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Space: Where the body is moving. A dance affects the way the audience sees the space where the dance takes place. The dancers may travel through space or move in one spot. When they move through space they go in different directions such as forward, backward and sideways and on various levels – high, medium and low. They make different shapes with their bodies and transfer their weight so that they are balanced or unbalanced. The path they follow on the floor is called a floor path.
In “Suspended Falls” the dancers move alone and together or with a piece of white cloth. They support each other’s bodies and use them as springboards. At times several dancers lift one dancer into the air.
Body: What the body is doing. Sometimes the dancers move their whole bodies and sometimes only one part - a small movement called a gesture or isolation. “Suspended Falls” is a site-specific work, meaning it was created for a particular place – a bridge over a river and waterfall. The dancers’ movements on the bridge help us think about the bridge and the water below it in new ways.
Time: How the body moves in relation to time. The speed at which the dancer moves – slow, fast, speeding up, slowing down – is called the time, or tempo. “Suspended Falls” has a moderate tempo, neither very fast nor very slow. It uses motifs that are repeated, developed, and varied throughout the dance.
Dance, like music, theatre and film, exists in linear time. Unlike a painting or sculpture that doesn’t change over time, dance moves through time as well as space. Choreographers often use repeated motifs to make it easier for the audience to “read” the dance. Two of the motifs in “Suspended Falls” are lifts and partnered turns.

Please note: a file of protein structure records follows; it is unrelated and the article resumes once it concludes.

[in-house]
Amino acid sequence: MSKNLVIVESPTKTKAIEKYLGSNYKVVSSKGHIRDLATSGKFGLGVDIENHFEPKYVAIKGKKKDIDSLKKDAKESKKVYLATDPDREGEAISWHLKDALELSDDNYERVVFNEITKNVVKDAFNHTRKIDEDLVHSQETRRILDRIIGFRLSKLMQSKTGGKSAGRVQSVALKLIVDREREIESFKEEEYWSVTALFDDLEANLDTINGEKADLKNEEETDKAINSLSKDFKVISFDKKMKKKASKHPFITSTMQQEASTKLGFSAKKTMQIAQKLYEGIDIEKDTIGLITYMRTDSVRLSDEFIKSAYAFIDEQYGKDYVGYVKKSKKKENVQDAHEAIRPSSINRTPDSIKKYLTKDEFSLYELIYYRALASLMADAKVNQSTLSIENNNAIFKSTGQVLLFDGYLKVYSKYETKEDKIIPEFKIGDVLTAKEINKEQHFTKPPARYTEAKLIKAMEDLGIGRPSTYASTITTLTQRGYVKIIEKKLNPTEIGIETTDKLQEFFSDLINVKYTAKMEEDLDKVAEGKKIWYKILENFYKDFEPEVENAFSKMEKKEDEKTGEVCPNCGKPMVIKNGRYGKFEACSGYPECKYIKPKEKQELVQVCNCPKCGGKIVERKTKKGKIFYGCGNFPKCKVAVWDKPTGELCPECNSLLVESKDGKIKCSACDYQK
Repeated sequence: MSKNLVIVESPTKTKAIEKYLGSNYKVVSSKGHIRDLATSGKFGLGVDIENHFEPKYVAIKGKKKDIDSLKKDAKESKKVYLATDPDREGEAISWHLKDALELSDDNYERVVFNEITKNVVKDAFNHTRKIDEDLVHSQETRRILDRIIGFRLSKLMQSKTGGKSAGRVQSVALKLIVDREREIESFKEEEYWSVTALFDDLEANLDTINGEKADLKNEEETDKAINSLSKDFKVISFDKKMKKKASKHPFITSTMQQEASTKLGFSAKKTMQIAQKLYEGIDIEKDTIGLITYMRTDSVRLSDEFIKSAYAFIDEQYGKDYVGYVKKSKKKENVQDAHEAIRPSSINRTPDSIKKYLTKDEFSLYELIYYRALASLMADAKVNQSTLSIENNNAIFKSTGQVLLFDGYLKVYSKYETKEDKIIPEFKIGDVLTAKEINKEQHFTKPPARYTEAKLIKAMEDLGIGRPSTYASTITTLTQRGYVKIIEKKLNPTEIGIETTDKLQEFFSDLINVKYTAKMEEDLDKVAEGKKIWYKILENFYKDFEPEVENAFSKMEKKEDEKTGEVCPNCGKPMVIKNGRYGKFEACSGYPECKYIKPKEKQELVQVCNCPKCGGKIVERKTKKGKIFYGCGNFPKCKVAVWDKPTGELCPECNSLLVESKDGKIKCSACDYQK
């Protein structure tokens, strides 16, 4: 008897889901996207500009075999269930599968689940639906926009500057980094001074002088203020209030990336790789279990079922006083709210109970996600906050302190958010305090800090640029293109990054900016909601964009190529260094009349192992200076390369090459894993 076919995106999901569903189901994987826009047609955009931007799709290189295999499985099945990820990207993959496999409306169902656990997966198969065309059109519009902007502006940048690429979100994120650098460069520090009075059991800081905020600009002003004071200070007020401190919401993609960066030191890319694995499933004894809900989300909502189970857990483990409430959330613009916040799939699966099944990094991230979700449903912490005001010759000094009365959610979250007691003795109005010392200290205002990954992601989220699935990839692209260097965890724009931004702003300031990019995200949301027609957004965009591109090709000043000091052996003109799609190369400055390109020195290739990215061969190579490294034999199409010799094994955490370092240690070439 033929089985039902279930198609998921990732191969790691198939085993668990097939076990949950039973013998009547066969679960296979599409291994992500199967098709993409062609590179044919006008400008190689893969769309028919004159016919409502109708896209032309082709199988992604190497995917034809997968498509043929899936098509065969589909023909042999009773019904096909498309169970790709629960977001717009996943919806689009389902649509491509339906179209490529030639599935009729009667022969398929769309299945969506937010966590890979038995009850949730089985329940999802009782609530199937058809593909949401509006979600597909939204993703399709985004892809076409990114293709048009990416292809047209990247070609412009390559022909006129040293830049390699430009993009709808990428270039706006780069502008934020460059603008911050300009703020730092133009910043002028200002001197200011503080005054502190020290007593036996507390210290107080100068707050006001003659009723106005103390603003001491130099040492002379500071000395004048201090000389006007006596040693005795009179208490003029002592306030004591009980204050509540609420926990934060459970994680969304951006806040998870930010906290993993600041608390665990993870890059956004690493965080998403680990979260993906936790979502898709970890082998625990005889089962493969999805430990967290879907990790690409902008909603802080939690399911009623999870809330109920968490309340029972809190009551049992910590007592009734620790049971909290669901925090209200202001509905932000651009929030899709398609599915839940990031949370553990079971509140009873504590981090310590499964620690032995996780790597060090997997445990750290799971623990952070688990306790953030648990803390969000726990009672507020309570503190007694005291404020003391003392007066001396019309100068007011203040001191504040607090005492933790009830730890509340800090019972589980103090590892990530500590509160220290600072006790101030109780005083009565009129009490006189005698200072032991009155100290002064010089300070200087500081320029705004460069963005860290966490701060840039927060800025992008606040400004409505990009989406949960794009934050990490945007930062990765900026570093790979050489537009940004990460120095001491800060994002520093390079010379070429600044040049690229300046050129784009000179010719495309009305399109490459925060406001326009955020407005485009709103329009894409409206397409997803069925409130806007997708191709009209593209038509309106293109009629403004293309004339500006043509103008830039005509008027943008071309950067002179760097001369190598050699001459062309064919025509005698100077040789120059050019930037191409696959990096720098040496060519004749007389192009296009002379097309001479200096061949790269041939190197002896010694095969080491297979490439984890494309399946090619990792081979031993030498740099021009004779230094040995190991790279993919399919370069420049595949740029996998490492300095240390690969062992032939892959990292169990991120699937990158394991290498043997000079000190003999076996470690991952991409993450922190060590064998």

Dynamics: How the body is moving. When we talk about the dynamics of a dance we mean the kind of energy with which the dancers are moving. It might be strong or light; tense or relaxed. The dancers may seem to flow or their movements may be staccato or jerky.
In “Suspended Falls” the dynamics are smooth, sustained and fluid – every movement seems to melt into the next one. In fact, the movement never stops – it is continuous, like the river running beneath it. At the same time it is energetic and the dancers tumble over each other like a waterfall.
Relationship: With whom or what the body is moving. Every dance involves a relationship. Even in a solo the dancer has a relationship with the space. Dances may be made in any kind of grouping: apart, connected, solo, duet, ensemble, formations and so forth.
In “Suspended Falls” the dancers’ relationships to each other and to the space are constantly shifting. A dancer is alone one minute, leaning and turning on another dancer the next. The bridge holds them over the water and their movements mirror the motion of the river.
National Dance Education Organization. (2005). National Dance Education Organization standards for learning and teaching in dance: Ages 5-18. Reston, VA: National Dance Education Organization.